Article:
"When I first started on the board, you weren't even to speak about wages," she told the audience. "You got slapped on the hand and told to be quiet."

Schweitzer, 41, agreed with Arndt, saying that all school board meetings are public and videotaped. Draper, 46, said transparency is especially important with money, because people deserve to know how every penny is spent. Haas, 65, and Steckman, 70, added that the board works for the public, and thus should be as transparent as possible.

Multiple questions revolved around wages, salaries and contracts, including what candidates feel should happen when current teacher contracts expire in two years.

Schweitzer said the issue involves a 40-year history of collective bargaining in the state, and ultimately boils down to basics.

"If I can be an advocate for the teachers, that we can maintain a respectable, livable wage, with good benefits, this is going to retain the teachers that we have," he said. "And possibly recruit teachers from other school districts who have decided to completely gut their contract."

Haas expressed a similar view, stating that studies into other working contracts with teacher unions could be beneficial.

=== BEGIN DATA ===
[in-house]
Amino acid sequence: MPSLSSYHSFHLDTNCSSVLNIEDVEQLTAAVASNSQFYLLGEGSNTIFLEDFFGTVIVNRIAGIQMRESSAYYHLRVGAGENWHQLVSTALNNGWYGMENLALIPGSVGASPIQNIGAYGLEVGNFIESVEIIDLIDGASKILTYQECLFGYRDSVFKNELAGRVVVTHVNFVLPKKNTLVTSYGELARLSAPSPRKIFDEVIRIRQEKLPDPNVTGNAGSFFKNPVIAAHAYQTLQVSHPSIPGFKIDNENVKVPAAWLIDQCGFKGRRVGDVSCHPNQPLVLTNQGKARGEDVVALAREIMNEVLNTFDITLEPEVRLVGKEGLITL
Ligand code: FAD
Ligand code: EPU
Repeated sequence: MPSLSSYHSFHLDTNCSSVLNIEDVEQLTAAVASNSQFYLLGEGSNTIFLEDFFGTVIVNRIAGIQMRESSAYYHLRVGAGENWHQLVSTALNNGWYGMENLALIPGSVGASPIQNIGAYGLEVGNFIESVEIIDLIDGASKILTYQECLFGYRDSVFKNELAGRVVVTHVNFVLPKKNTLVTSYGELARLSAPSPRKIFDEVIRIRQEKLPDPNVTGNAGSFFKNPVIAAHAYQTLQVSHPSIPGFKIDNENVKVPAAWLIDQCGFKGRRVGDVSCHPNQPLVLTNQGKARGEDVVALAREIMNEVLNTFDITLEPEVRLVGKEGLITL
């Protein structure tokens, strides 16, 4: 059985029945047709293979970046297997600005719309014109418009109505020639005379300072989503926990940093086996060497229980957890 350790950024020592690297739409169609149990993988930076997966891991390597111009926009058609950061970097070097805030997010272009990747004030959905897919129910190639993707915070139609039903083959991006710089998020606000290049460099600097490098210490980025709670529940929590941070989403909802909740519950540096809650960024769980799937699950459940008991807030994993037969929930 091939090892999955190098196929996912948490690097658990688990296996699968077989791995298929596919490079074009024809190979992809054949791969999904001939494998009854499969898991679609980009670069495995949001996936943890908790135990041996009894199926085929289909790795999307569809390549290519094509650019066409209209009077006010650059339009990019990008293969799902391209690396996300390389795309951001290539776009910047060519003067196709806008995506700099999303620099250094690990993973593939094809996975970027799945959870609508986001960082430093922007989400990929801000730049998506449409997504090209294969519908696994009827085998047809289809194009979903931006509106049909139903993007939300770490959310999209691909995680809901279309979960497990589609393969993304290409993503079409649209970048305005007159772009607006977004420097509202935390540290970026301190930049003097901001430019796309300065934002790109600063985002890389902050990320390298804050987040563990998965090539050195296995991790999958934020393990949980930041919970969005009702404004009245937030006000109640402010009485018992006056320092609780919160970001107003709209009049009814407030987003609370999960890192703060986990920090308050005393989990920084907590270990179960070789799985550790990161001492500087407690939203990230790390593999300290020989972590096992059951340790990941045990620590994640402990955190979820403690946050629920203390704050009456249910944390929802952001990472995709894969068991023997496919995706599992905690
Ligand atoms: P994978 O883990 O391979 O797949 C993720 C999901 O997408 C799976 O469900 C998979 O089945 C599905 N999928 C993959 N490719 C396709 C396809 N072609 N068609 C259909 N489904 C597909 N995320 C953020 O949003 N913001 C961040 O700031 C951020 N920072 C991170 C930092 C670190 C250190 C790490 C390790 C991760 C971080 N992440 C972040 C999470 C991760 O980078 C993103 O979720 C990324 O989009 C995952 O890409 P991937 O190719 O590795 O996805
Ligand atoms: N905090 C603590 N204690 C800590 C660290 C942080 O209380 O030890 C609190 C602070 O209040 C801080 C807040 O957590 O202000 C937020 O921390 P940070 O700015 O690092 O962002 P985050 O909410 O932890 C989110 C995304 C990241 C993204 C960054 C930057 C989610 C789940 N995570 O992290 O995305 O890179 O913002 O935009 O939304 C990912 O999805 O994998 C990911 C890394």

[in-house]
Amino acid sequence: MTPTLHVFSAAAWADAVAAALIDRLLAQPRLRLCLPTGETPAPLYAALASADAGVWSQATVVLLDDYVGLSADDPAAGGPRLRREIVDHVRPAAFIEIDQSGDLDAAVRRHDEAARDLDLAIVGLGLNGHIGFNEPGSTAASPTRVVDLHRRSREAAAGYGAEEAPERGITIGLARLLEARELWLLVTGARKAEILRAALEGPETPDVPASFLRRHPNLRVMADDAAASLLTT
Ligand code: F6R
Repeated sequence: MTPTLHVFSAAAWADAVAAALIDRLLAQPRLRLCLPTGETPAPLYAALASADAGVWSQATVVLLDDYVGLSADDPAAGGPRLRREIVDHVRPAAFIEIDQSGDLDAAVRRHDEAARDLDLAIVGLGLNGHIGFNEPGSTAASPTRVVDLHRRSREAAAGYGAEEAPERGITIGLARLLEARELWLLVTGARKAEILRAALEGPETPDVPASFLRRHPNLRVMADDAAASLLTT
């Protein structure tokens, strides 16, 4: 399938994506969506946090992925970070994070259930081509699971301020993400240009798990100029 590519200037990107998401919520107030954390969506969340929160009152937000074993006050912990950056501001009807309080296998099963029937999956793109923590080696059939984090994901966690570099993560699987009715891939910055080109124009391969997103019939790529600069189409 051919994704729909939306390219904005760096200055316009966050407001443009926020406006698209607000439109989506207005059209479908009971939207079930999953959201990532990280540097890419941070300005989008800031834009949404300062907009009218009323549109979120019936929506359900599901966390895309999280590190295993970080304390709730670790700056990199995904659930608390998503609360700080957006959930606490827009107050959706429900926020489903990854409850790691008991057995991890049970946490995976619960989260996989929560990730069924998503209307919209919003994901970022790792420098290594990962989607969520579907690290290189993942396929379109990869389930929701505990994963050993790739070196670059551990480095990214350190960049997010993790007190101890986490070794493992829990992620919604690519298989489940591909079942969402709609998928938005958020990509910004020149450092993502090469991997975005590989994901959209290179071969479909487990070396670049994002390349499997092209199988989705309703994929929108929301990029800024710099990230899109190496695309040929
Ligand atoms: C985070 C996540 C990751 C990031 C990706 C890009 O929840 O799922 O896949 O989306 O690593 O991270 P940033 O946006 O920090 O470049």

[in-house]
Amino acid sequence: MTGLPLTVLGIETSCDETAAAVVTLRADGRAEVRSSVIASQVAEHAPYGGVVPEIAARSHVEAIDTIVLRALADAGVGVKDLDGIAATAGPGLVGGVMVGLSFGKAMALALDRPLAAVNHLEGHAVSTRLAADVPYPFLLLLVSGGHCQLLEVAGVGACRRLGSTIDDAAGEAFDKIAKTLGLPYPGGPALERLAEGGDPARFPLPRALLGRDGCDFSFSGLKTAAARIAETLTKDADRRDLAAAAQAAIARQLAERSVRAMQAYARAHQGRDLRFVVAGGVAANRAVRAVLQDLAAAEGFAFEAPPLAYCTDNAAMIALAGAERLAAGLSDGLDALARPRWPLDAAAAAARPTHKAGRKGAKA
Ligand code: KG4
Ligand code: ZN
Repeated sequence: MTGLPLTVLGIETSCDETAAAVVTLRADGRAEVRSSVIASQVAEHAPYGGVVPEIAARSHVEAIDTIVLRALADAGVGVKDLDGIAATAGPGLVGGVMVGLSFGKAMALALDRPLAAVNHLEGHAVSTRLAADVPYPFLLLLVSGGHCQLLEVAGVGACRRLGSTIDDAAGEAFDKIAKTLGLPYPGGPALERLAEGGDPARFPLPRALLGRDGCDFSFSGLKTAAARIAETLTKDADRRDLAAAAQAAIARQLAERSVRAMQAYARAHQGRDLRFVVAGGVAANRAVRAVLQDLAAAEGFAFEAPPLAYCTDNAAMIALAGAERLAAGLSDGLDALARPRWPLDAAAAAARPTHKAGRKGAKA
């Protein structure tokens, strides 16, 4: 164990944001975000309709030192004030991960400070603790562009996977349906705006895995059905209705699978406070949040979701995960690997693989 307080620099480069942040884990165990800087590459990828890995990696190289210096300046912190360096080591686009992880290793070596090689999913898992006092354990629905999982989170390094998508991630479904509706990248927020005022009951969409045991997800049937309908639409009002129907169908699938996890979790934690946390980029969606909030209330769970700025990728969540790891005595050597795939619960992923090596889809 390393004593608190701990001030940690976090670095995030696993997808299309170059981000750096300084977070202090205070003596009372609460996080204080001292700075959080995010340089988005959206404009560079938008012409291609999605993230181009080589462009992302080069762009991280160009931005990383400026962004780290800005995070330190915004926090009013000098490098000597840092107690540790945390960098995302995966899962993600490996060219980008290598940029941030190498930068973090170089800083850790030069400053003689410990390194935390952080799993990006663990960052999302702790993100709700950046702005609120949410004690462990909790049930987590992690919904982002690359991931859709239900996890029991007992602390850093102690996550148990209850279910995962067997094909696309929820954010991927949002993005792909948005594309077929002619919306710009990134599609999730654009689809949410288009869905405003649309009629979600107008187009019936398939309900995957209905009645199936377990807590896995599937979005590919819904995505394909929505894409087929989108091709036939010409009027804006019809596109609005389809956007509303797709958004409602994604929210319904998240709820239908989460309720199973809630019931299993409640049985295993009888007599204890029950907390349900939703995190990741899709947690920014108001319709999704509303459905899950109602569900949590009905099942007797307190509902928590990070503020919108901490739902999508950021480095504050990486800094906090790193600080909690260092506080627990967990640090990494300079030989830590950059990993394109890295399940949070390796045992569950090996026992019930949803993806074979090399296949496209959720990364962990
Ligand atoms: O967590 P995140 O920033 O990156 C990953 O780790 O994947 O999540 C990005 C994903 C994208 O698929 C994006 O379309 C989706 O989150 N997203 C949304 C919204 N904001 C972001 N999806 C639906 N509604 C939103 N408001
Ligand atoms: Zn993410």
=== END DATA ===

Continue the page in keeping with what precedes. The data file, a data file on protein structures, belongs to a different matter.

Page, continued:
"Look at other surrounding states with equal-sized communities and make sure we're comparable to them," he said. "So our teachers feel comfortable with their wage, and know that we care and are open to communication."

Arndt and Draper both said they have made the issue a priority during the past year, and are continuing to work on it. Steckman said one of the complex aspects of working with teacher unions is what must be determined outside of official negotiations, including when teachers can come in, leave and how many hours they must work.

One of the last questions asked was what the future of the district should look like. Steckman said that despite his lack of experience, solving the district's problems shouldn't be too difficult.

"I don't know, because I haven't been involved with a school board," he said. "But I'm intelligent enough to figure out from those that have been involved what we need to do. It's a common-sense approach."

Draper said maintaining objectives and knowing how to use the district's resources is paramount.

"We have a set goal, it's not that we're just going to do better," she said about the district's future. "I believe the next step is the utilization of the classrooms for our children, that our teachers know where we want them to be, where the children need to be, and where they want to be."

Haas advocated for streamlining the agenda at board meetings to make them more efficient. Arndt suggested that there be more internship and job education opportunities for students, and Schweitzer said the new board should have a planning session, especially considering there will be at least one new member.

The election for the three four-year terms is next Tuesday. Superintendent Dave Versteeg, who started July 1, urged Mason City residents to vote next week.

"I think it's the ultimate test of democracy," Versteeg told the Globe Gazette. "This is the most basic election that a group of citizens can have, is to elect a group of citizens for school board."